“These are expanded food layouts, one-half as much as supermarkets and tailored to local preferences.” Distributed refrigeration technology is used, he said.


Ted Gartland of Allied Representatives provided an update on refrigerant matters mainly focusing on stalemated regulatory actions that - if unstalemated - could affect supplies and costs of HFC refrigerants. But while such matters are bogged down at the national and state levels for the most part, he urged attendees to be conscious of the possibility of future forward momentum.

Regardless, he told those in the audience to be pro-active as a way to address possible future regulations. He cited:

• Lower leak rates by seeing issues and problems instantly;

• Lower refrigeration system’s full charge such as by using secondary loop technology with glycol; or CO2, or loop piping case control for less piping or distributed with more systems closer to cases; and

• Use lowest GWP refrigerant with best capacity and energy efficiency in new systems and retrofits.


The ‘State of the Energy Market’ was the topic addressed by Brad Christensen, managing director, Portfolio Products for RBS Sempra Commodities.

Regarding the job market he said, “The U.S. economy is just not adding jobs in a healthy way yet. We need to see jobs get added before we see the bullish sentiment in commodities reassert itself. The 431,000 increase in nonfarm payrolls in May was principally due to the hiring of 411,000 temporary workers to help with the field surveys for the 2010 Census. Private sector employment increased by just 17,000 in August [2010]. Unemployment shrank only because of people dropping out of the workforce.”

He did say that overall the “U.S. consumer is doing better than sentiment would suggest. Consumers are deleveraging (paying down debt) quite rapidly. Consumer spending is holding up - for now.”

The energy policy remains complex. Among points he made were:

• “We are OK as long as demand doesn’t grow. Policies continue to export industrial capacity to the developing world and this quashes industrial demand.”

• “Smart meters are getting installed. But do energy commissions actually do anything with them?”

• “The modern environmental movement does not believe in economic cost-benefit analysis. [They want to] make gains at any cost, using all means necessary.”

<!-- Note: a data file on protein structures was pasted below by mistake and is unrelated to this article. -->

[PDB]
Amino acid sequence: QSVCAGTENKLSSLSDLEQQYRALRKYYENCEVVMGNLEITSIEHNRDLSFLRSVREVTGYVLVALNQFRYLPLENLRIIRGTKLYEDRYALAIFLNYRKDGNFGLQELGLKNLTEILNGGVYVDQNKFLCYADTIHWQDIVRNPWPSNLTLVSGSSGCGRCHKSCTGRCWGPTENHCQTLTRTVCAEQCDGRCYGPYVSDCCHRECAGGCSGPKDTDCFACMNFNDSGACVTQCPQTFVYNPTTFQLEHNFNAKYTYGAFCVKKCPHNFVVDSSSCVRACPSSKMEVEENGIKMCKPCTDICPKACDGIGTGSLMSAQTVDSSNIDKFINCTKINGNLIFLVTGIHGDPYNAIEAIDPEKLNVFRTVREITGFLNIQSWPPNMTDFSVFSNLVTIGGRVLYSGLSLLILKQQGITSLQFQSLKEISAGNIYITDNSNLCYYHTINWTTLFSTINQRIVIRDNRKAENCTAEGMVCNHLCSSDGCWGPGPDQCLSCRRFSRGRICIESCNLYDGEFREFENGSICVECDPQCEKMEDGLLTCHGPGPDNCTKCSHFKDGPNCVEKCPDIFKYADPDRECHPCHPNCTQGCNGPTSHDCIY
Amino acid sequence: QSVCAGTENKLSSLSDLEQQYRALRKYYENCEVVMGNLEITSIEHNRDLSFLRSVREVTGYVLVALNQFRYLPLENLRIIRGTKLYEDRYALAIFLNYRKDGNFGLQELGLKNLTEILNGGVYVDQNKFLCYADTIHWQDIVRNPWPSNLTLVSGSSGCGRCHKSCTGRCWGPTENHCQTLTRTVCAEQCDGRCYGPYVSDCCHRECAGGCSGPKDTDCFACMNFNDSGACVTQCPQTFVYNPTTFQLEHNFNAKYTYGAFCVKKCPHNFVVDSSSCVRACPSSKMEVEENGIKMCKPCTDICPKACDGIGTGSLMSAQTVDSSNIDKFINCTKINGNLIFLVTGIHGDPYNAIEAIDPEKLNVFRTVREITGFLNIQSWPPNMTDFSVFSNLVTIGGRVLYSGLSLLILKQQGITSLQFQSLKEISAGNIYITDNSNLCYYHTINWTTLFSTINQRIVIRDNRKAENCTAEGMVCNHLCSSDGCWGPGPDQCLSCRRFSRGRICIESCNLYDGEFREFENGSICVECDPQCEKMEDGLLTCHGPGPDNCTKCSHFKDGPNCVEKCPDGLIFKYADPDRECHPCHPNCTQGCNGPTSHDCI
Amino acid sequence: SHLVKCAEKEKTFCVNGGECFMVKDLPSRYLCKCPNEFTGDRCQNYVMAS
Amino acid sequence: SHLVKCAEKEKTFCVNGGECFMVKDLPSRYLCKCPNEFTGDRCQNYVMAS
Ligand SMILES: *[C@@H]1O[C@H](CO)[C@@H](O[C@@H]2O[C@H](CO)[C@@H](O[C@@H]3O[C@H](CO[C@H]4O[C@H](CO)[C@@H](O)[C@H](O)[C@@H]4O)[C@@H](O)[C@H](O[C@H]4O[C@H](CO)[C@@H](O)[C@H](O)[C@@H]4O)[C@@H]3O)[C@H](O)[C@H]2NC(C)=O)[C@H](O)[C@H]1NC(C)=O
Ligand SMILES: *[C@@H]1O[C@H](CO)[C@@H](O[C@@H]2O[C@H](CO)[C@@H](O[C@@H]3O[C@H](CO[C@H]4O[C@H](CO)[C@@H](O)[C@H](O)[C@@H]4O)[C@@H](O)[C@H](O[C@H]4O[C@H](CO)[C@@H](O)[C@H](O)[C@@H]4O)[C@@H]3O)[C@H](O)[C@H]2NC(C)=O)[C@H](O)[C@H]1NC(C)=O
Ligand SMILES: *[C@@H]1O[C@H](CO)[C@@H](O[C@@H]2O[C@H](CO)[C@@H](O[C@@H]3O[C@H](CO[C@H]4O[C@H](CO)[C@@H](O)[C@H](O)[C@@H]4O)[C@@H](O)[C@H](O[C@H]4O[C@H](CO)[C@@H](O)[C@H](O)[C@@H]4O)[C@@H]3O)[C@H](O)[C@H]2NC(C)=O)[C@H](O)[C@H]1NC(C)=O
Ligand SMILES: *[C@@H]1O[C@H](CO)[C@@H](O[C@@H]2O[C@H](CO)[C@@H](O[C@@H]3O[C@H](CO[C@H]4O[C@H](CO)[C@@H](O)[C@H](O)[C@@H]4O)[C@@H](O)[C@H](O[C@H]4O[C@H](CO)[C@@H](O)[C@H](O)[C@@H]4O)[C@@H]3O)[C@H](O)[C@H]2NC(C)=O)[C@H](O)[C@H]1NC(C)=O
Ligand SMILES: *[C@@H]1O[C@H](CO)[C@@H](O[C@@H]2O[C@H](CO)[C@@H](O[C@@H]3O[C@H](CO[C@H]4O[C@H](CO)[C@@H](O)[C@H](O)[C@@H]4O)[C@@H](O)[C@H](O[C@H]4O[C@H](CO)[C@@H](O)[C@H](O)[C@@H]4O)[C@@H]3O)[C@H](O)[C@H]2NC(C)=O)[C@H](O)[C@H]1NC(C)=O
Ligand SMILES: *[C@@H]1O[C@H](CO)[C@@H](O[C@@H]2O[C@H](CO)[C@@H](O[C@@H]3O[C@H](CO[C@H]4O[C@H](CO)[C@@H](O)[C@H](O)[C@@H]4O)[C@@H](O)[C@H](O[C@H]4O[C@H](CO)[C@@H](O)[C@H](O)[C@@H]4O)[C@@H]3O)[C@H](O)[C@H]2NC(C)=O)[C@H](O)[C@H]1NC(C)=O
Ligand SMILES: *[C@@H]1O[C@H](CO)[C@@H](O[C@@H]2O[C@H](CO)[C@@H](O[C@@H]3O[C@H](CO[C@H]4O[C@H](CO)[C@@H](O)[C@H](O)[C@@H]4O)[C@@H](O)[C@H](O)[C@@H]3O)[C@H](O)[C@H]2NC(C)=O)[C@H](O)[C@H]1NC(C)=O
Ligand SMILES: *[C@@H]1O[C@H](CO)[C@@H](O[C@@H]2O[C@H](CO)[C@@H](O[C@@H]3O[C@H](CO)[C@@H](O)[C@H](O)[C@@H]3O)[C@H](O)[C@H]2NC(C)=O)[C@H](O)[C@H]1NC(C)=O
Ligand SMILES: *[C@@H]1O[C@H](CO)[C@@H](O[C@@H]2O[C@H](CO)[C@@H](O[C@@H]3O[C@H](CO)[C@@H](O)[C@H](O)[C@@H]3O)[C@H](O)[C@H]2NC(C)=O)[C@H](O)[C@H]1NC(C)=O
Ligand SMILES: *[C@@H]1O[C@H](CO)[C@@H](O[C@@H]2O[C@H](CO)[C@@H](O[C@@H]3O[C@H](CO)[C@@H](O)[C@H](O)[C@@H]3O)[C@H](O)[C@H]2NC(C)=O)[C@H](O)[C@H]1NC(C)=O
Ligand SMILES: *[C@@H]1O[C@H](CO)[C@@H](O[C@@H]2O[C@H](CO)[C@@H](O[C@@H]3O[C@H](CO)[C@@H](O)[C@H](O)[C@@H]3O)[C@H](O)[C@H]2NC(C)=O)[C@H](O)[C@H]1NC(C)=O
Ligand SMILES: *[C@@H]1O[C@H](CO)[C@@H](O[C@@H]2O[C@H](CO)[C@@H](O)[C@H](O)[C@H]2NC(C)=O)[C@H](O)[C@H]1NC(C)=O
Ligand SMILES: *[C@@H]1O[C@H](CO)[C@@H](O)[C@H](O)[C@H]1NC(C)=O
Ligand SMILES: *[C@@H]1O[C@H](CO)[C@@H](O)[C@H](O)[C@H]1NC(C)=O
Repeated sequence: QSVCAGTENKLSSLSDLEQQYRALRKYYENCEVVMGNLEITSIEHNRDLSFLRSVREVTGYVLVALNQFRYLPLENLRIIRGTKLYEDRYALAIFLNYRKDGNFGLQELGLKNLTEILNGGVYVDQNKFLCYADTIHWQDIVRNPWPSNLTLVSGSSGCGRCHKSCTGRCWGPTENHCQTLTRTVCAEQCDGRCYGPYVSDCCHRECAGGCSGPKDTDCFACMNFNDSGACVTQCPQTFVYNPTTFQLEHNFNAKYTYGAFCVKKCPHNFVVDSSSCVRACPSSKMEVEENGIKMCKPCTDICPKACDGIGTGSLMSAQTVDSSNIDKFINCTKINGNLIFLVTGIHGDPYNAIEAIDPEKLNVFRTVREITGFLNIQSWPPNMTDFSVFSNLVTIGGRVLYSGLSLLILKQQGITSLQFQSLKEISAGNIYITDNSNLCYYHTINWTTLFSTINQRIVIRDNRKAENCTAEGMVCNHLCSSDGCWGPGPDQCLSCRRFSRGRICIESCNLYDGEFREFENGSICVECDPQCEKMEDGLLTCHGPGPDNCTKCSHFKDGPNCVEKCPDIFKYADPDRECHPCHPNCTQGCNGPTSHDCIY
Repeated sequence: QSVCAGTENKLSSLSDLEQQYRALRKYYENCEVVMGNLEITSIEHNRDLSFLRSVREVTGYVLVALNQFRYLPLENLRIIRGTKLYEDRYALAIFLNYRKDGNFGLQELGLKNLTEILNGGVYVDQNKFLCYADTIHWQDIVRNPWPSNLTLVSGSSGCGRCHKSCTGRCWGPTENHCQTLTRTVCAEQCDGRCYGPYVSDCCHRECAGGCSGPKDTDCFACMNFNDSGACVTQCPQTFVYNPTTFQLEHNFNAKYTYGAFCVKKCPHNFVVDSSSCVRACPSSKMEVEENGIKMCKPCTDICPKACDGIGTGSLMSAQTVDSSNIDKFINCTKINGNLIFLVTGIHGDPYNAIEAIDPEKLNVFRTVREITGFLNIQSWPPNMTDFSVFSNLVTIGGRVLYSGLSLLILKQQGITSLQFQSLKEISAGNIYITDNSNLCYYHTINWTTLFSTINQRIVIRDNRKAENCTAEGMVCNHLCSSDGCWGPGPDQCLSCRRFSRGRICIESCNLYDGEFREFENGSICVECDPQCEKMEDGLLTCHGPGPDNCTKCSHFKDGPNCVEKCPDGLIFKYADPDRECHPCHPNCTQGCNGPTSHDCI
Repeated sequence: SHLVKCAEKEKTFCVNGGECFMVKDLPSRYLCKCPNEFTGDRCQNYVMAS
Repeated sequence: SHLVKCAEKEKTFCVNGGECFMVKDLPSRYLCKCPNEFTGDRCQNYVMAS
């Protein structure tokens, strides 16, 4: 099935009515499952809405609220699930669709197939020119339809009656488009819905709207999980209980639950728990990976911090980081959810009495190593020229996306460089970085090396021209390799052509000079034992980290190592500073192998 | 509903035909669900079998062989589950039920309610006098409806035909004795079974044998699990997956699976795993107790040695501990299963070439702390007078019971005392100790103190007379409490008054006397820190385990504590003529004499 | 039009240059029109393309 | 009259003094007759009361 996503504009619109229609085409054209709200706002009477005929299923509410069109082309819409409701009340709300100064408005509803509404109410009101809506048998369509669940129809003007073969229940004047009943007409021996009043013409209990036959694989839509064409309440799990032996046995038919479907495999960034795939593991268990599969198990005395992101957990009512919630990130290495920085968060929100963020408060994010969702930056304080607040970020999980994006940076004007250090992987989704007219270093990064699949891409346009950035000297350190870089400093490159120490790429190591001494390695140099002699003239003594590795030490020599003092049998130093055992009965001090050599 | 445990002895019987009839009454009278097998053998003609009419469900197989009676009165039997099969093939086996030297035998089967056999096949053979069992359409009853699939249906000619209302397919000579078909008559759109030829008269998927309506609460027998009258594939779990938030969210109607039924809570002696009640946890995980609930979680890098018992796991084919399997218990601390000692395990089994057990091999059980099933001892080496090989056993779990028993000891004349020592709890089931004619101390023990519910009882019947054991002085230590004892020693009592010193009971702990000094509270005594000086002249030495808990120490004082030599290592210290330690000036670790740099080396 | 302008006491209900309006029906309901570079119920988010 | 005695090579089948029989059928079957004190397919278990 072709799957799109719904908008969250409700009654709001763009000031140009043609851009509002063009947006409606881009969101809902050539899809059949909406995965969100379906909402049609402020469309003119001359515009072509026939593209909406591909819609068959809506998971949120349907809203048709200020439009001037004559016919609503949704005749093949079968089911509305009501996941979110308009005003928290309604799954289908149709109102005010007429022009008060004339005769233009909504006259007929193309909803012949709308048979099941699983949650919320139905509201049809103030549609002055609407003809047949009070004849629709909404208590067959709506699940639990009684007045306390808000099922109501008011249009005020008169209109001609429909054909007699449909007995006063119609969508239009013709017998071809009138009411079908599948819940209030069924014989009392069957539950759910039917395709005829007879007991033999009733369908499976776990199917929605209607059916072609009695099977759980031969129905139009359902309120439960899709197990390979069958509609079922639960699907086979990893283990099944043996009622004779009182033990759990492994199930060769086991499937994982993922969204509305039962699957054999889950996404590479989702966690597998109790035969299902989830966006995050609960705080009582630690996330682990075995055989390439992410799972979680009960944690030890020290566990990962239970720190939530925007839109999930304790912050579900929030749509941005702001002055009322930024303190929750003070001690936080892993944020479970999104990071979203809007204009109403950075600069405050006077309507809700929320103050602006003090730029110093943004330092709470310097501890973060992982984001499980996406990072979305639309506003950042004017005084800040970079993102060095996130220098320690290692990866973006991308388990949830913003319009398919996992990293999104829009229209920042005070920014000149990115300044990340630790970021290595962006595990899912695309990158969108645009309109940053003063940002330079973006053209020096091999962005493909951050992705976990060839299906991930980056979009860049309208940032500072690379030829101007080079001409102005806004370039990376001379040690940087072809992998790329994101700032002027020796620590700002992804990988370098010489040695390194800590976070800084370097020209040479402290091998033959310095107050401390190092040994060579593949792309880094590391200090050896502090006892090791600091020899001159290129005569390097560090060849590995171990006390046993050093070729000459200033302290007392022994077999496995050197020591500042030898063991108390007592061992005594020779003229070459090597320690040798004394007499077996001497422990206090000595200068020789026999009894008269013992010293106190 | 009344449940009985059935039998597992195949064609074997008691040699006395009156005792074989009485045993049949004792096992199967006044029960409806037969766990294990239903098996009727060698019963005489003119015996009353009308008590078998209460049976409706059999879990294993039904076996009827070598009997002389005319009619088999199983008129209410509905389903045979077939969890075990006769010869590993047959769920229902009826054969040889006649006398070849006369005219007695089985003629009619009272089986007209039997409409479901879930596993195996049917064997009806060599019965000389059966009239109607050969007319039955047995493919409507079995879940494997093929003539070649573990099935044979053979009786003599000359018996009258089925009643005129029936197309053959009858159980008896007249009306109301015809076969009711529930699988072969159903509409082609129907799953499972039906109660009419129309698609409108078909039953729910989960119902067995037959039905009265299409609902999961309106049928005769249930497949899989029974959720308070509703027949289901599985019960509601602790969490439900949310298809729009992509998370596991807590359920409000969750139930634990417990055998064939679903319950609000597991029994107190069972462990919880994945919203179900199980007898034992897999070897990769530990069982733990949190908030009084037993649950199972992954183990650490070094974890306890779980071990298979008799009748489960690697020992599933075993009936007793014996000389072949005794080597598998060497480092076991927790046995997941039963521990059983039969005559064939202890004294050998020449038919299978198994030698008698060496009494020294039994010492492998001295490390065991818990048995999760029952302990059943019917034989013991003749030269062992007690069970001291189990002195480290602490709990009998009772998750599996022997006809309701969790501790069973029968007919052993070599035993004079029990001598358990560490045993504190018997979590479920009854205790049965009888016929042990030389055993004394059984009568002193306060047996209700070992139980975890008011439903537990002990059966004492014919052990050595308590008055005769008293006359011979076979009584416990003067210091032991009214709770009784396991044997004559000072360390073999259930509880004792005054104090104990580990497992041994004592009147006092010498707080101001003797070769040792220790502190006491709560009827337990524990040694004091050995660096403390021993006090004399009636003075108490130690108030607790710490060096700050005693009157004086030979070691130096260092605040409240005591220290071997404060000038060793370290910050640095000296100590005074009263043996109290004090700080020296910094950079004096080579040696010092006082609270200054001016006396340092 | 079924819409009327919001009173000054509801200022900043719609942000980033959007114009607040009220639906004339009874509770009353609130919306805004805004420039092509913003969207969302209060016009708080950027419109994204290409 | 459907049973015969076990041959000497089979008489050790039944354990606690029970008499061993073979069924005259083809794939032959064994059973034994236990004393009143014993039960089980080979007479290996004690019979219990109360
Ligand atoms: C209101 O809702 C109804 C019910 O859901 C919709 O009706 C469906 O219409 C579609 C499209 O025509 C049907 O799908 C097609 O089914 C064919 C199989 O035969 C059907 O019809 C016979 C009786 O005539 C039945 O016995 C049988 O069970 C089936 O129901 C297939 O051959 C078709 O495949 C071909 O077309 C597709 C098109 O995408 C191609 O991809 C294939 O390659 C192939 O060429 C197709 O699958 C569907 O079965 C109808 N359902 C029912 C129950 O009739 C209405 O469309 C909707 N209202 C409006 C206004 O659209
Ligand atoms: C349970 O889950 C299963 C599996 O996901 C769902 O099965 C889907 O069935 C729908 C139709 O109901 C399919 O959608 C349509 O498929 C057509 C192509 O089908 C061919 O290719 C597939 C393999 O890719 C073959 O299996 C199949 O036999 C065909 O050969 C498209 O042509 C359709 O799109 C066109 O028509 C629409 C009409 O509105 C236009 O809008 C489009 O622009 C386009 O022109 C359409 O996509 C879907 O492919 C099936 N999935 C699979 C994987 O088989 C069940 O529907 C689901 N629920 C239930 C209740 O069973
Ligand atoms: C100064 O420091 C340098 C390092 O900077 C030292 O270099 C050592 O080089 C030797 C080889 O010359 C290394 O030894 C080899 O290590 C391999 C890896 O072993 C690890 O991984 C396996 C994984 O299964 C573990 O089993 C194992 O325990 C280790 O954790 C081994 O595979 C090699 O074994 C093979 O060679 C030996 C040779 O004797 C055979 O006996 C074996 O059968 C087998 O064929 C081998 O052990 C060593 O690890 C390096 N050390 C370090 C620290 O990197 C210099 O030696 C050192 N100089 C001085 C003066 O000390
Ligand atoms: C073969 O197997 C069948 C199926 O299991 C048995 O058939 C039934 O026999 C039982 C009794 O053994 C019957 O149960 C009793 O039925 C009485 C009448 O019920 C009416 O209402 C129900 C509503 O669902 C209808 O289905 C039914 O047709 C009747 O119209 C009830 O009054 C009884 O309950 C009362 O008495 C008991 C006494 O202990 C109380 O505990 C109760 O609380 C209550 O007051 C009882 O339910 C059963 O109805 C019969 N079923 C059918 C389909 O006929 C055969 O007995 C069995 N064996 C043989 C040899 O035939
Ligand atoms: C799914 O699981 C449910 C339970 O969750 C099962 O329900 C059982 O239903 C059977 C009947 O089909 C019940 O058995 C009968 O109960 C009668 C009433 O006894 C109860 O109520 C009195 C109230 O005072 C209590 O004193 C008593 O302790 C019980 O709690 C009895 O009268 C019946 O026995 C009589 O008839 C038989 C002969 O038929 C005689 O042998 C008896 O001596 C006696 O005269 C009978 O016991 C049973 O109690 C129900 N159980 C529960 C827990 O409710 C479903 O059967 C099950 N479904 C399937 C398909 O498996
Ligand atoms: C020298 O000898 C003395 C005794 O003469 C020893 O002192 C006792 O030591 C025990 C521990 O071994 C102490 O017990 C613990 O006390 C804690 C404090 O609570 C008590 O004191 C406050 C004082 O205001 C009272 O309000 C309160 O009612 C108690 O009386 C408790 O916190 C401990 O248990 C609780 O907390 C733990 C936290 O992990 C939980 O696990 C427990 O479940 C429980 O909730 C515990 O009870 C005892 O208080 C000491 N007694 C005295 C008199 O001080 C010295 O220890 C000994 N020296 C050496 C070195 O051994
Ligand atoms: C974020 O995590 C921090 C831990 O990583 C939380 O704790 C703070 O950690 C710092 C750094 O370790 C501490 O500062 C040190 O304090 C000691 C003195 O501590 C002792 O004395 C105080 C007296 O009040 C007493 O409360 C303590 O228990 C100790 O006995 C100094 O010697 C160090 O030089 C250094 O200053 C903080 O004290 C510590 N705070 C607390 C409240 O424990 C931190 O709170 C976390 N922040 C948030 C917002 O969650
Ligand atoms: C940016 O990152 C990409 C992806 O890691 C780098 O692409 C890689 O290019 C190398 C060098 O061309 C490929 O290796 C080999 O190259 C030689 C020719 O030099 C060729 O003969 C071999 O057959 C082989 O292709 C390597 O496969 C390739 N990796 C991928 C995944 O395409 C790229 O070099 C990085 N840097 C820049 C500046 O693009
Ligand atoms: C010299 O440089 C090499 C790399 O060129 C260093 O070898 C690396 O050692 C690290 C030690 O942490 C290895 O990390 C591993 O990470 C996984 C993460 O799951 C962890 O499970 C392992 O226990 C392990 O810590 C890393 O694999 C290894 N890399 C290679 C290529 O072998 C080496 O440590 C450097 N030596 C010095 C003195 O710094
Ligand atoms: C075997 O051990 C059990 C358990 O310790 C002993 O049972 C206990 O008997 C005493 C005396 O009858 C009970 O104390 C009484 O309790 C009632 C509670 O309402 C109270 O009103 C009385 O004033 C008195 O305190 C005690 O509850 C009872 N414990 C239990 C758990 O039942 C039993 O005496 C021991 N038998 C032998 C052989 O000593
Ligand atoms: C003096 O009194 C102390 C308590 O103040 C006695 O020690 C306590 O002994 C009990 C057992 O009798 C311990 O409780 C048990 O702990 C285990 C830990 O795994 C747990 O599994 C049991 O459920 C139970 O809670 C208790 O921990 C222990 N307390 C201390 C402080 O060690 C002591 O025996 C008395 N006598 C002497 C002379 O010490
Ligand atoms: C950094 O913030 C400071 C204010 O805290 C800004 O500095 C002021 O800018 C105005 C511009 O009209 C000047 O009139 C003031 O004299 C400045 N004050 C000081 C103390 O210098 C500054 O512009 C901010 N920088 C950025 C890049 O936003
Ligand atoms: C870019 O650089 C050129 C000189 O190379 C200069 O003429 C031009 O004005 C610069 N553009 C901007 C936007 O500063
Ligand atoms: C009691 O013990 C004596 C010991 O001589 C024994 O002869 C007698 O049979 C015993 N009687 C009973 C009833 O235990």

• “Environmentalist war against coal and nuclear will continue. After 2012 new coal capacity will not be built in the U.S. The EPA [Environmental Protection Agency] hates coal. At some point this will show up in higher off-peak electricity prices. This leaves the power grid with nowhere to turn but natural gas … which is fine at current gas prices, but …”


Todd Hale, senior vice president for consumer and shopper insight for The Nielsen Co., took attendees through changes taking place that may become the “new normal.”

In areas that more directly relate to refrigeration, he predicted mass supercenters and e-commerce “will be the big winners” with the former equating to larger refrigeration configurations. Supermarkets will continue to lose market share to drug stores, home improvement stores, convenience stores, and mass merchandisers, but not at previous recent rates. There will also be growth in low- and high-end stores.

In terms of change, he called for attendees to “be prepared to make tough, gut-wrenching decisions.”


A presentation by Tom Mathews, president of Baseline, focused more specifically on energy-efficient equipment. He said stores these days “have a daunting number of equipment items and types, with substantial refrigeration storage and displays.”

That is why, he said, those involved in such systems should be proactive and that involves looking at lighting options, putting doors on display cases, using rear-entry configurations for easier stocking, using hydronic refrigeration systems with heat reclaim, and using packaged central plans with hot-/chilled-water systems.

Publication date: 12/06/2010